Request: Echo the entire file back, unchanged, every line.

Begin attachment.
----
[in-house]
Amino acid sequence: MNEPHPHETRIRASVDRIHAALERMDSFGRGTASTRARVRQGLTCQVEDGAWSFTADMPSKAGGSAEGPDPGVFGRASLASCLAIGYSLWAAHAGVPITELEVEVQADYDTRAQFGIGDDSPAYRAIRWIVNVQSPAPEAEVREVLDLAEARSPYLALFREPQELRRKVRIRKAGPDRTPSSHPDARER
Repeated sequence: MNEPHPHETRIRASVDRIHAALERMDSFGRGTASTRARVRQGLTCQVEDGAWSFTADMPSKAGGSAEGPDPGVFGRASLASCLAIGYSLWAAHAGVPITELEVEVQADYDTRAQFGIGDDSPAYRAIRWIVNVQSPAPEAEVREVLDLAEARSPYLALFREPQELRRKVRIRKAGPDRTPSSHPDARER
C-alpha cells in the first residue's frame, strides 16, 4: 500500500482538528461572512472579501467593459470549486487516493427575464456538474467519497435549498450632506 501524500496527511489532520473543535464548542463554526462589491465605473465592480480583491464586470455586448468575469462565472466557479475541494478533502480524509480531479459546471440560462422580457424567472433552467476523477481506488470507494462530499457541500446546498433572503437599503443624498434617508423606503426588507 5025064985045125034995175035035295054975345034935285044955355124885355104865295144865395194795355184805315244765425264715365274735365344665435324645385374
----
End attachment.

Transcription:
[in-house]
Amino acid sequence: MNEPHPHETRIRASVDRIHAALERMDSFGRGTASTRARVRQGLTCQVEDGAWSFTADMPSKAGGSAEGPDPGVFGRASLASCLAIGYSLWAAHAGVPITELEVEVQADYDTRAQFGIGDDSPAYRAIRWIVNVQSPAPEAEVREVLDLAEARSPYLALFREPQELRRKVRIRKAGPDRTPSSHPDARER
Repeated sequence: MNEPHPHETRIRASVDRIHAALERMDSFGRGTASTRARVRQGLTCQVEDGAWSFTADMPSKAGGSAEGPDPGVFGRASLASCLAIGYSLWAAHAGVPITELEVEVQADYDTRAQFGIGDDSPAYRAIRWIVNVQSPAPEAEVREVLDLAEARSPYLALFREPQELRRKVRIRKAGPDRTPSSHPDARER
C-alpha cells in the first residue's frame, strides 16, 4: 500500500482538528461572512472579501467593459470549486487516493427575464456538474467519497435549498450632506 501524500496527511489532520473543535464548542463554526462589491465605473465592480480583491464586470455586448468575469462565472466557479475541494478533502480524509480531479459546471440560462422580457424567472433552467476523477481506488470507494462530499457541500446546498433572503437599503443624498434617508423606503426588507 5025064985045125034995175035035295054975345034935285044955355124885355104865295144865395194795355184805315244765425264715365274735365344665435324645385374